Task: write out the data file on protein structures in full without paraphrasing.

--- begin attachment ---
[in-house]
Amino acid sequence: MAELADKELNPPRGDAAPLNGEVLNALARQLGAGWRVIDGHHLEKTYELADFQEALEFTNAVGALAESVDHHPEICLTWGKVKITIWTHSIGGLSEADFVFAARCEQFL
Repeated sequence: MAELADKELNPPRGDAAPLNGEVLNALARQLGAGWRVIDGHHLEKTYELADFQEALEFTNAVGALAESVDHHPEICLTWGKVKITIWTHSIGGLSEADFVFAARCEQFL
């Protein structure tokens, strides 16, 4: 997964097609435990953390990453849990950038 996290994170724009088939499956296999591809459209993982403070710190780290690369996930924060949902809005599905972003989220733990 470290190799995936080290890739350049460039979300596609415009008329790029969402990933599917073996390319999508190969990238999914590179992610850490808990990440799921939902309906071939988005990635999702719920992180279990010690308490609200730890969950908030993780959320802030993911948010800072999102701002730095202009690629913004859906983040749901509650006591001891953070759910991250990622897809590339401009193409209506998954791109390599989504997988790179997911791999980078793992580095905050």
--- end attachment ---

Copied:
[in-house]
Amino acid sequence: MAELADKELNPPRGDAAPLNGEVLNALARQLGAGWRVIDGHHLEKTYELADFQEALEFTNAVGALAESVDHHPEICLTWGKVKITIWTHSIGGLSEADFVFAARCEQFL
Repeated sequence: MAELADKELNPPRGDAAPLNGEVLNALARQLGAGWRVIDGHHLEKTYELADFQEALEFTNAVGALAESVDHHPEICLTWGKVKITIWTHSIGGLSEADFVFAARCEQFL
């Protein structure tokens, strides 16, 4: 997964097609435990953390990453849990950038 996290994170724009088939499956296999591809459209993982403070710190780290690369996930924060949902809005599905972003989220733990 470290190799995936080290890739350049460039979300596609415009008329790029969402990933599917073996390319999508190969990238999914590179992610850490808990990440799921939902309906071939988005990635999702719920992180279990010690308490609200730890969950908030993780959320802030993911948010800072999102701002730095202009690629913004859906983040749901509650006591001891953070759910991250990622897809590339401009193409209506998954791109390599989504997988790179997911791999980078793992580095905050």